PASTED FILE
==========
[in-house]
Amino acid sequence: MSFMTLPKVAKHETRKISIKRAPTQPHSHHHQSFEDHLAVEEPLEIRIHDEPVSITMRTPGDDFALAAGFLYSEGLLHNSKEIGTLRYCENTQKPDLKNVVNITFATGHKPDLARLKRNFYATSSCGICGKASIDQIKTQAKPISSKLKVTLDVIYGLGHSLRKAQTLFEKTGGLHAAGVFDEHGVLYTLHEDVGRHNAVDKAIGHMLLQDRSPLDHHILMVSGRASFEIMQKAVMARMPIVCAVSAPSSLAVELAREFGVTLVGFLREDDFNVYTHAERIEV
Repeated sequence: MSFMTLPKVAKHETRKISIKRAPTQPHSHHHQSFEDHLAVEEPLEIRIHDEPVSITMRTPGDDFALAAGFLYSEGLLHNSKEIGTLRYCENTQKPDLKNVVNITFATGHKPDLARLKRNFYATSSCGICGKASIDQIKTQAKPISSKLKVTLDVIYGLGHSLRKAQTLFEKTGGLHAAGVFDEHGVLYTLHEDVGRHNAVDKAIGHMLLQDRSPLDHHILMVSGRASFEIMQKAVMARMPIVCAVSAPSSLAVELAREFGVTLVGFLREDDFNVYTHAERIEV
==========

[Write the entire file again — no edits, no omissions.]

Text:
[in-house]
Amino acid sequence: MSFMTLPKVAKHETRKISIKRAPTQPHSHHHQSFEDHLAVEEPLEIRIHDEPVSITMRTPGDDFALAAGFLYSEGLLHNSKEIGTLRYCENTQKPDLKNVVNITFATGHKPDLARLKRNFYATSSCGICGKASIDQIKTQAKPISSKLKVTLDVIYGLGHSLRKAQTLFEKTGGLHAAGVFDEHGVLYTLHEDVGRHNAVDKAIGHMLLQDRSPLDHHILMVSGRASFEIMQKAVMARMPIVCAVSAPSSLAVELAREFGVTLVGFLREDDFNVYTHAERIEV
Repeated sequence: MSFMTLPKVAKHETRKISIKRAPTQPHSHHHQSFEDHLAVEEPLEIRIHDEPVSITMRTPGDDFALAAGFLYSEGLLHNSKEIGTLRYCENTQKPDLKNVVNITFATGHKPDLARLKRNFYATSSCGICGKASIDQIKTQAKPISSKLKVTLDVIYGLGHSLRKAQTLFEKTGGLHAAGVFDEHGVLYTLHEDVGRHNAVDKAIGHMLLQDRSPLDHHILMVSGRASFEIMQKAVMARMPIVCAVSAPSSLAVELAREFGVTLVGFLREDDFNVYTHAERIEV